- #1

PsychonautQQ

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how do i evaluate say a definite integral from [-3,3] of |x+1|? Any advice? I'm so confused.

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- Thread starter PsychonautQQ
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In summary, you shouldevaluate the integral from -3 to 3 of |x+1| by finding the area of two triangles and adding the two integrals together.

- #1

PsychonautQQ

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how do i evaluate say a definite integral from [-3,3] of |x+1|? Any advice? I'm so confused.

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- #2

Mark44

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Do this by getting rid of the absolute value. How is |x + 1| defined? If you're not sure of this, draw a graph of y = |x + 1|.PsychonautQQ said:how do i evaluate say a definite integral from [-3,3] of |x+1|? Any advice? I'm so confused.

- #3

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Split up the integral in two parts.

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HallsofIvy

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- #5

PsychonautQQ

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- #6

fishspawned

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Graph the function. Notice where it changes from one function to the other. Notice you are looking at two triangles

Now - consider what the functions are over each triangle. See if you cannot make an integral made up of two parts.

Remember that when you drop the abs value you are left with TWO cases.

- #7

PsychonautQQ

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Is this correct? integral(x)dx from 0 to 4 + integral(x)dx from 0 to 3?

- #8

fishspawned

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could you post your graph? I am not sure where you are deriving this equation.

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HallsofIvy

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No, that's not at all correct and I don't see how you could have got that from anything said here! Have you drawn the graph of this function as suggested? Have you at least determined where x+ 1= 0? Do you see why that is important? Do you see the two triangles I mentioned?PsychonautQQ said:Is this correct? integral(x)dx from 0 to 4 + integral(x)dx from 0 to 3?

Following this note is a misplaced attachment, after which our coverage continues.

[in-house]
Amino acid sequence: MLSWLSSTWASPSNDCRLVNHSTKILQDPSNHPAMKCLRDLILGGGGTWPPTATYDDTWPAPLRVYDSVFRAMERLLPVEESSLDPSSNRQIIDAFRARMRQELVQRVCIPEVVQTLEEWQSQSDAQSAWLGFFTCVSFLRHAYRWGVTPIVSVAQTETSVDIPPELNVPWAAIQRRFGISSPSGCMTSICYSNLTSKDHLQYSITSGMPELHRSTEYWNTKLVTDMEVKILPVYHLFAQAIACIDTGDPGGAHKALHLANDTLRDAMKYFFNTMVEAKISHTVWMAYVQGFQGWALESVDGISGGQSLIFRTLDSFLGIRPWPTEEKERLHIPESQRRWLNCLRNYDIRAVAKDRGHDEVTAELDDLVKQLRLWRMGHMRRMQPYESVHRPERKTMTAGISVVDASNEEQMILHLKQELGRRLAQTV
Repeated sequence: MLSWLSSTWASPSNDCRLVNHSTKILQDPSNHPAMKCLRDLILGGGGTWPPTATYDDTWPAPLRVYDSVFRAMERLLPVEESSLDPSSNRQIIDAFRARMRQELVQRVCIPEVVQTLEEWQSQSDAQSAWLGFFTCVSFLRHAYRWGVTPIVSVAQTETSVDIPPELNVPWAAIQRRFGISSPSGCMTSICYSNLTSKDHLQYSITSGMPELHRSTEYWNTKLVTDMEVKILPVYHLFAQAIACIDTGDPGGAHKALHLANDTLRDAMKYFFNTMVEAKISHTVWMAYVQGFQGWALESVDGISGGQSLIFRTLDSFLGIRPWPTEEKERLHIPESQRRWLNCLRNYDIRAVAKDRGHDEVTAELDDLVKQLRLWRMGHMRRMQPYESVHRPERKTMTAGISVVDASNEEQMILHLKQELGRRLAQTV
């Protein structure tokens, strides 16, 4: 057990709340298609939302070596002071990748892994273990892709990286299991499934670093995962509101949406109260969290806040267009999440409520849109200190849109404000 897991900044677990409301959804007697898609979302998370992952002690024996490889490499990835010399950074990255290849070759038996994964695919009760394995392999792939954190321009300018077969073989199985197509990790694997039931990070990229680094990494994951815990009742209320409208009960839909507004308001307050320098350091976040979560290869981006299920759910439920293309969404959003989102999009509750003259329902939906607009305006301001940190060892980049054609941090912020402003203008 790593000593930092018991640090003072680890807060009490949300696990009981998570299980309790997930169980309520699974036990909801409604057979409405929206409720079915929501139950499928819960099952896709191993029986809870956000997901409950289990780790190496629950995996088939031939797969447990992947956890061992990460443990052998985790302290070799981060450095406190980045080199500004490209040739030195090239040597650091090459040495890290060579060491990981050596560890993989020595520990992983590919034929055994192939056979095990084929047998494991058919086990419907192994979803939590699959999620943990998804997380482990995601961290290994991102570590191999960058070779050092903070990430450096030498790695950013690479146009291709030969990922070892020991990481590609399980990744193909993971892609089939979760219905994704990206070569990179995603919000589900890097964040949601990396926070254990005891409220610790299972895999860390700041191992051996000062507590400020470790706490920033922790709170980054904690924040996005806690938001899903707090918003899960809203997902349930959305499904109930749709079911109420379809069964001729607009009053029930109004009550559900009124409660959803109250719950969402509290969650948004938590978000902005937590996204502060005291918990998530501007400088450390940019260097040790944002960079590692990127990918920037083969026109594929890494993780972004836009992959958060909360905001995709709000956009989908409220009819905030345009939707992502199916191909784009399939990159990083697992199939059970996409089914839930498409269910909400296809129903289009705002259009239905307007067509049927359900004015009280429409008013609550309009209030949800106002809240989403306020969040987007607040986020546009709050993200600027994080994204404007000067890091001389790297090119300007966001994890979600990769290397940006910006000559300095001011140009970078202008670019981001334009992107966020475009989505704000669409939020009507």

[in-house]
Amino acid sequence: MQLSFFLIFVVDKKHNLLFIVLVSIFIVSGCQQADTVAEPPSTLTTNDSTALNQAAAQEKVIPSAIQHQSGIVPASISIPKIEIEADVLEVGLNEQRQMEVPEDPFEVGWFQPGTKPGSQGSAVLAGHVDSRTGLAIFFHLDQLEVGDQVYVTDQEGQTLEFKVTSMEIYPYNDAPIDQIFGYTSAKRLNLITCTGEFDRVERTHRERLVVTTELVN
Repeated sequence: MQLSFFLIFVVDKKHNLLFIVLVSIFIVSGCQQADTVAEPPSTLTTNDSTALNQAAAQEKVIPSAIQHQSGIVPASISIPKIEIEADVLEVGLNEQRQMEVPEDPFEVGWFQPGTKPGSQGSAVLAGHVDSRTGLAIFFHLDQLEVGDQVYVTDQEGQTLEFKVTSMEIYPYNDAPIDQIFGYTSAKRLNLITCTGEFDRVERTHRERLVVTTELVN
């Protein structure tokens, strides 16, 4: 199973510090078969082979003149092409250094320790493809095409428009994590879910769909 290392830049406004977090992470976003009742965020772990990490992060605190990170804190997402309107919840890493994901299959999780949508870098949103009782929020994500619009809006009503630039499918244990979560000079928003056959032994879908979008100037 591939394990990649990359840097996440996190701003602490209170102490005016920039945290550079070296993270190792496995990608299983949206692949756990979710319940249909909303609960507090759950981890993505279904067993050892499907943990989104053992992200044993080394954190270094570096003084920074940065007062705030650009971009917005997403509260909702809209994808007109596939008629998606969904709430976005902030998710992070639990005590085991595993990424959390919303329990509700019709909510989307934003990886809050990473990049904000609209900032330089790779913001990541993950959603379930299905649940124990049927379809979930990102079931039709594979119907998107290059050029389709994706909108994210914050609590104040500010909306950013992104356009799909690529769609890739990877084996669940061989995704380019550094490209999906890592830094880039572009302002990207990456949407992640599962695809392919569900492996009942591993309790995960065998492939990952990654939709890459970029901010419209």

- #10

PsychonautQQ

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So basically I'm saying the integral from -1 to -3 of x+1 is going to equal the integral of 0 to 2 of x, and the integral from -1 to 3 of x+1 is going to equal the integral of 0 to 4 of x.

- #11

HallsofIvy

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The way you say that is a little confusing! First you want to integratePsychonautQQ said:Okay so i drew the graph of |x+1. It looks like a big V that touches the x-axis at -1. To me and my nooby brain, it makes sense that the area would be equal to the integral of x(dx) from 0 to 2 plus the integral of x(dx) from 0 to 4.

This is because i am finding the total area under the graph from -3 to 3, the slope of the graph is 1, and it touches the x-axis at x = -1. Therefore, the total area under this V i have drawn will be equal to area of the graph of just x from 0 to 4 plus a graph of x from 0 to 2

So basically I'm saying the integral from -1 to -3 of x+1 is going to equal the integral of 0 to 2 of x, and the integral from -1 to 3 of x+1 is going to equal the integral of 0 to 4 of x.

I will point out again that this can be written as the sum of the areas of two triangles. Perhaps you can use that to check your result.

The integral of absolute value function is a mathematical concept that represents the area under the curve of an absolute value function. It is denoted by ∫|f(x)|dx and is calculated by finding the area between the curve and the x-axis.

The integral of absolute value function is different from other integrals because it takes into account the negative values of the function by considering the absolute value. This means that the integral of absolute value function is always positive or zero, unlike other integrals which can be negative.

The integral of absolute value function has various applications in mathematics, such as finding the distance traveled by an object, calculating the total displacement of a moving object, and determining the total change in a quantity over a given time interval.

The integral of absolute value function is commonly used in physics, engineering, and economics to solve problems related to distance, velocity, acceleration, and area under a curve. It is also used in statistics to calculate the mean absolute deviation of a data set.

Yes, the integral of absolute value function can be evaluated using traditional integration techniques such as the substitution method, integration by parts, and partial fraction decomposition. However, it may require a more complex approach depending on the specific function being integrated.

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